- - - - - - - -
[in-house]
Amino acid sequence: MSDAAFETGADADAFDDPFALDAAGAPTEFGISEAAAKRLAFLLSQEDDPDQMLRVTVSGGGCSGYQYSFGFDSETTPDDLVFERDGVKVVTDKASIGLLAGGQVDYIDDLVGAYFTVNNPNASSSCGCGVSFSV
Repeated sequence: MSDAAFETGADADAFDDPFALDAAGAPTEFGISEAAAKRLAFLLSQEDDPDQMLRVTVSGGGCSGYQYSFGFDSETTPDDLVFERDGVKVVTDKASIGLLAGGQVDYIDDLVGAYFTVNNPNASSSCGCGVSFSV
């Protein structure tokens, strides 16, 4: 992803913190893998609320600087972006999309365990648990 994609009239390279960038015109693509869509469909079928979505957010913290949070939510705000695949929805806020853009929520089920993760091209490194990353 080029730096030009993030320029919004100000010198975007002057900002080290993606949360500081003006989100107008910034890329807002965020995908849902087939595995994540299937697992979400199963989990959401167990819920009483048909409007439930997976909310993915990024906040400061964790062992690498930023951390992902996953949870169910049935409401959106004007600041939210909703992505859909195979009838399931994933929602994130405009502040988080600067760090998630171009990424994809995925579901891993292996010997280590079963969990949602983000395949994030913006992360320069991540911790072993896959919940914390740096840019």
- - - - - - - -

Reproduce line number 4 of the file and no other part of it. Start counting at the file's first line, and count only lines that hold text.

């Protein structure tokens, strides 16, 4: 992803913190893998609320600087972006999309365990648990 994609009239390279960038015109693509869509469909079928979505957010913290949070939510705000695949929805806020853009929520089920993760091209490194990353 080029730096030009993030320029919004100000010198975007002057900002080290993606949360500081003006989100107008910034890329807002965020995908849902087939595995994540299937697992979400199963989990959401167990819920009483048909409007439930997976909310993915990024906040400061964790062992690498930023951390992902996953949870169910049935409401959106004007600041939210909703992505859909195979009838399931994933929602994130405009502040988080600067760090998630171009990424994809995925579901891993292996010997280590079963969990949602983000395949994030913006992360320069991540911790072993896959919940914390740096840019």